Taj Joins 5,000/3,000 Club





Mark Remme
Lynx Editor/Writer

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The milestones keep coming for Lynx center Taj McWilliams-Franklin.

Already this summer, the 14-year veteran has reached two rebounding marks that make her one of the best in WNBA history on the boards. On Aug. 28, she became the league’s all-time leader in offensive rebounds against San Antonio at Target Center, and on Sept. 14 in Indiana she notched her 3,000th rebound.

On Thursday, she joined another exclusive group.

McWilliams-Franklin became the second player in WNBA history to record 5,000 points and 3,000 rebounds in her career Thursday night, reaching the milestone with a second quarter lay-up in a 92-76 loss to the Sparks. Mama Taj accomplished the feat in limited minutes Thursday, scoring four points on 2-of-4 shooting in 12 minutes of work as the Lynx monitor and prepare for the postseason.

She did it in L.A., where Lisa Leslie—the only other 5,000/3,000 player in league history—spent her entire 12-year career. Leslie retired in 2009 with 6,263 points and 3,307 rebounds.

“It’s an incredible honor to be even associated with someone of Lisa Leslie’s caliber, especially in the WNBA, and the fact that I can join it later in my career provides me a great deal of joy,” McWilliams-Franklin said. “Just the fact that it’s something that I didn’t even think about or expect, someone brought it up to me and then to find out that it’s finally true and real and I’m the second player to do it. I won’t be the last, but only the second. It’s pretty exciting. It’s pretty overwhelming but really great.”

Now, they’re part of a group that awaits other members, which could take a while. Tina Thompson is the closest, as the 16-year veteran already has 7,003 career points and needs 132 rebounds to join the group. With two regular season games remaining she has logged 96 rebounds this year, meaning she’d need at least one more season—possibly two—to join the club.

Seattle’s Lauren Jackson has 5,992 career points and needs 557 boards to join the club. Indiana’s Tamika Catchings has 5,737 points and 2,610 rebounds. Tangela Smith (5,028 points/2,328 rebounds) and DeLisha Milton-Jones (5,203 points/2,338 rebounds) are the closest active players.

Leslie and Mama Taj will go down as two of the elite rebounders in history, as they rank No. 1 and No. 2, respectively, on the all-time list. McWilliams-Franklin’s 3,009 total boards are 298 behind Leslie on the all-time list.

Taj Joins 5,000/3,000 Club

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McWilliams-Franklin has been a rock for the Lynx since joining the team before the 2011 season. Already a staple in the WNBA before arriving in Minnesota, she came to the Twin Cities already having experienced a WNBA championship with the Detroit Shock in 2008 and six All-Star appearances to her name.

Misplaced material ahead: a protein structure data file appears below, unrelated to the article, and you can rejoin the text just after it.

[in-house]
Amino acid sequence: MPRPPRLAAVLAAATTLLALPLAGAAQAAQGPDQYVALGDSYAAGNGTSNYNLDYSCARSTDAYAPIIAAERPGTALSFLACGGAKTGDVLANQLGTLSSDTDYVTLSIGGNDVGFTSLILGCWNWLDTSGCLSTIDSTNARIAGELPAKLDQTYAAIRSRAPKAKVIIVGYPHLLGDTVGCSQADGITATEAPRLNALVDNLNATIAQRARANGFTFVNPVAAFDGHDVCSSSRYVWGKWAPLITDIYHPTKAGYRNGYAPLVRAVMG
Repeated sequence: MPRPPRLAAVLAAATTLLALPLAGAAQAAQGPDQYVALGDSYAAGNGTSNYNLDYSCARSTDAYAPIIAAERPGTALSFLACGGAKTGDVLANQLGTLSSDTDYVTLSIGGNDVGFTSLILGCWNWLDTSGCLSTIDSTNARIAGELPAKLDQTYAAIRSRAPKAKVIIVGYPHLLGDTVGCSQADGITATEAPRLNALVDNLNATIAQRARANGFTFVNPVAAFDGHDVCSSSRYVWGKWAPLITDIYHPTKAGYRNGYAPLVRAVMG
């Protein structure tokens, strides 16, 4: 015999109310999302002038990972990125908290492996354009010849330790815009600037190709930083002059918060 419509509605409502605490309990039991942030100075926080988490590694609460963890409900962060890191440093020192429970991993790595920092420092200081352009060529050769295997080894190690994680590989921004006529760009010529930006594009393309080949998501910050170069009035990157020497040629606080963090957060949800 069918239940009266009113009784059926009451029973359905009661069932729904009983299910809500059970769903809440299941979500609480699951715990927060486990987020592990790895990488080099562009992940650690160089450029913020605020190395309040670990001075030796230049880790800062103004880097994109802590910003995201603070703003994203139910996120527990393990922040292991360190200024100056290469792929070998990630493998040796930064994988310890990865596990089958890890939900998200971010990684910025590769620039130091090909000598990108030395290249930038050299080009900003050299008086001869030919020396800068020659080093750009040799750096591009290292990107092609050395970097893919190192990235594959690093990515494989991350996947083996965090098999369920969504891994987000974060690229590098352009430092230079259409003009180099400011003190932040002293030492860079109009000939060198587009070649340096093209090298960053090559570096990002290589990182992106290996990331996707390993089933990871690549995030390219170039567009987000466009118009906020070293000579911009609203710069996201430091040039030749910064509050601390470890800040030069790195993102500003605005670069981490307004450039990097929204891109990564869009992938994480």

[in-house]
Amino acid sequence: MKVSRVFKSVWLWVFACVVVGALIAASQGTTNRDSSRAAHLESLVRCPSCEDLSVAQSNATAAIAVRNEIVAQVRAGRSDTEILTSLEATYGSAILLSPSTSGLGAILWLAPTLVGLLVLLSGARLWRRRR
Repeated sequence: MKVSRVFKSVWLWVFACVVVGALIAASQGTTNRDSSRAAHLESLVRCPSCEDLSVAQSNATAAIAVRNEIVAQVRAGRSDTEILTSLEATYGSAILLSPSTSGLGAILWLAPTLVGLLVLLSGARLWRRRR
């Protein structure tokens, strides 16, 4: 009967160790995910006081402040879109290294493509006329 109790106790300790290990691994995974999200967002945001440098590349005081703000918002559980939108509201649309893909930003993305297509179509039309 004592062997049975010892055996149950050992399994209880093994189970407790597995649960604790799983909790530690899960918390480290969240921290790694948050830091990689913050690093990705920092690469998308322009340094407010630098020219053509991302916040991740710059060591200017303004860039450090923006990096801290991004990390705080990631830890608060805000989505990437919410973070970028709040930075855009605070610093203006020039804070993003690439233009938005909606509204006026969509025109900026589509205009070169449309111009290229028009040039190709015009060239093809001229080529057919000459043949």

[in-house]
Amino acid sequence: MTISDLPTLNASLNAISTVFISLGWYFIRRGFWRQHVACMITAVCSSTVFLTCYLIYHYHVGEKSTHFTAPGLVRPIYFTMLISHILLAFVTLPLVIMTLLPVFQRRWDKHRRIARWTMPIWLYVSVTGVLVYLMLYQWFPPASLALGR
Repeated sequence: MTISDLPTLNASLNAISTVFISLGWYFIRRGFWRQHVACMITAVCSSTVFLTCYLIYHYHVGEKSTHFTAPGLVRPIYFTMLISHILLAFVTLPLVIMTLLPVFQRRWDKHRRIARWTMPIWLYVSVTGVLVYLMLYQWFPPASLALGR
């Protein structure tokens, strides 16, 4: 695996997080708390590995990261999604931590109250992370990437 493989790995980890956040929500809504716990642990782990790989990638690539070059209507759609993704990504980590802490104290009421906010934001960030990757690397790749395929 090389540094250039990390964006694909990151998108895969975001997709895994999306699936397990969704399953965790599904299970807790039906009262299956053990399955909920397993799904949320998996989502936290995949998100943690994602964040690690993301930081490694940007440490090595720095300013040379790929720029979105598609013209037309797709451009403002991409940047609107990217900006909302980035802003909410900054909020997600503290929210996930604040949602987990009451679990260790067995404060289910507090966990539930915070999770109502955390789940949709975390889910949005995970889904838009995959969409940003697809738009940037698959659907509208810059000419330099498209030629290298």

Now, as she chases her third ring and accomplishes rare milestones, she’s helping facilitate the Lynx’s offense next to an All-Star cast of starters. The group, featuring two of the league’s top scorers in Seimone Augustus and Maya Moore, an elite point guard in Lindsay Whalen and a big-time rebounder in Rebekkah Brunson, is anchored by Mama Taj’s presence in the middle thanks to her experience and her know-how on the court.

“I’m always trying to learn; I’ve always got a veteran that’s on top of me, and as far as her years in the league, she’s seen more than I have and experienced more than I have,” Brunson said. “Having someone in the locker room like that, you always try to learn something from her. I always listen to what she says and how she approaches the game.”

Coach Cheryl Reeve preaches McWilliams-Franklin’s intelligence. She’s always preparing, both on the court during shootaround and practices as well as studying film to see where she has an advantage.

Mama Taj said part of what she enjoys about being on this Lynx squad is watching the younger players learn and develop along the way.

“They’re such good kids,” McWilliams-Franklin said. “You always want to see them do well, and I’m extremely proud to be part of each one of their record-breaking seasons, record-breaking feats. For me, it gives me great joy because almost all of them I’ve watched them all grow up in the WNBA as far as their games.”

She’s spent much of her time in Minnesota teaching her younger teammates many of the lessons she’s learned over time. Rookie Devereaux Peters began learning right from training camp, and others like forward Jess Adair have learned tricks throughout her time playing with McWilliams-Franklin.

The key is keeping her eyes and ears open.

“She has so much experience,” Adair said in late August. “If you’re on this team and you don’t take something away from Taj, you’re a fool.”


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